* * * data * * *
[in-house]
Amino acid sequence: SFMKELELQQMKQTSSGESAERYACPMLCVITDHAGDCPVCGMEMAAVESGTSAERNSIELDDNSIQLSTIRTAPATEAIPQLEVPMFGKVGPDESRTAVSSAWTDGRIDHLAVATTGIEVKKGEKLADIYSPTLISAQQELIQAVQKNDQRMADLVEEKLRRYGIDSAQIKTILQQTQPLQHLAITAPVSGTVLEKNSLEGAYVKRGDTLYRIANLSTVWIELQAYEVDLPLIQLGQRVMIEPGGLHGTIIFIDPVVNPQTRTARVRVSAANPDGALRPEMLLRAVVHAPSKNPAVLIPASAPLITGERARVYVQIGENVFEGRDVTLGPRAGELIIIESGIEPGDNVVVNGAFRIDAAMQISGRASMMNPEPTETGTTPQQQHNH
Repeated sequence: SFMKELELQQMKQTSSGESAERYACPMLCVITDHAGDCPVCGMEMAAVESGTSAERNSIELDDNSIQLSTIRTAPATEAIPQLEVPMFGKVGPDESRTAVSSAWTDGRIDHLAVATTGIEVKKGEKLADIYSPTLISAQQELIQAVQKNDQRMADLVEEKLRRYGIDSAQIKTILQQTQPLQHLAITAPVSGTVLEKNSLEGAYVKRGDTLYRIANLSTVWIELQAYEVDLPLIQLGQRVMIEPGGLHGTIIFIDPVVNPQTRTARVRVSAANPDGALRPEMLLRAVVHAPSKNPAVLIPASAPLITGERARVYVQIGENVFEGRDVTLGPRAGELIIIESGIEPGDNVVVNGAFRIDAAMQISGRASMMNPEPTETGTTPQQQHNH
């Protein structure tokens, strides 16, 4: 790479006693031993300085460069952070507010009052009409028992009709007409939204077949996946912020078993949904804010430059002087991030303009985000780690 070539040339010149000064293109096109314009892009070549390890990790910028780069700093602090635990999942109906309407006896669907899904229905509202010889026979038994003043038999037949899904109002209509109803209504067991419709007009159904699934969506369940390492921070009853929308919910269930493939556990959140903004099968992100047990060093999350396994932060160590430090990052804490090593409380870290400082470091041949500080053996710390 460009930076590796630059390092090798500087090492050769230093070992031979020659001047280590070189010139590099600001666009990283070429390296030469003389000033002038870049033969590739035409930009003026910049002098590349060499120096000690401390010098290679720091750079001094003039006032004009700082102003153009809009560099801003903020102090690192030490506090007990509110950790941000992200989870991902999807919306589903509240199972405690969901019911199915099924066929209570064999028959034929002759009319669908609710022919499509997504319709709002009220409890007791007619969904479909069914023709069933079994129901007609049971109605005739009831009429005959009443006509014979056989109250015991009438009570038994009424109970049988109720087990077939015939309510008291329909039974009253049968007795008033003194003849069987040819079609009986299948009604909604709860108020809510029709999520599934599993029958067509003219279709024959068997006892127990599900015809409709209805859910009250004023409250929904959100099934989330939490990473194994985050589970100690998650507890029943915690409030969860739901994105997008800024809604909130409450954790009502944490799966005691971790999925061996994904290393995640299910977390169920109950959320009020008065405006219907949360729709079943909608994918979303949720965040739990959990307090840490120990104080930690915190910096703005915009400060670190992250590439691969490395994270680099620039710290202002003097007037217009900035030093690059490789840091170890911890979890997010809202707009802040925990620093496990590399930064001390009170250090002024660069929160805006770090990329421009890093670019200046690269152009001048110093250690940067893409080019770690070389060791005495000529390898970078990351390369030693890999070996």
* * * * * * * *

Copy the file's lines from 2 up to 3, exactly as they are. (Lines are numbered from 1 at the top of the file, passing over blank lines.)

Amino acid sequence: SFMKELELQQMKQTSSGESAERYACPMLCVITDHAGDCPVCGMEMAAVESGTSAERNSIELDDNSIQLSTIRTAPATEAIPQLEVPMFGKVGPDESRTAVSSAWTDGRIDHLAVATTGIEVKKGEKLADIYSPTLISAQQELIQAVQKNDQRMADLVEEKLRRYGIDSAQIKTILQQTQPLQHLAITAPVSGTVLEKNSLEGAYVKRGDTLYRIANLSTVWIELQAYEVDLPLIQLGQRVMIEPGGLHGTIIFIDPVVNPQTRTARVRVSAANPDGALRPEMLLRAVVHAPSKNPAVLIPASAPLITGERARVYVQIGENVFEGRDVTLGPRAGELIIIESGIEPGDNVVVNGAFRIDAAMQISGRASMMNPEPTETGTTPQQQHNH
Repeated sequence: SFMKELELQQMKQTSSGESAERYACPMLCVITDHAGDCPVCGMEMAAVESGTSAERNSIELDDNSIQLSTIRTAPATEAIPQLEVPMFGKVGPDESRTAVSSAWTDGRIDHLAVATTGIEVKKGEKLADIYSPTLISAQQELIQAVQKNDQRMADLVEEKLRRYGIDSAQIKTILQQTQPLQHLAITAPVSGTVLEKNSLEGAYVKRGDTLYRIANLSTVWIELQAYEVDLPLIQLGQRVMIEPGGLHGTIIFIDPVVNPQTRTARVRVSAANPDGALRPEMLLRAVVHAPSKNPAVLIPASAPLITGERARVYVQIGENVFEGRDVTLGPRAGELIIIESGIEPGDNVVVNGAFRIDAAMQISGRASMMNPEPTETGTTPQQQHNH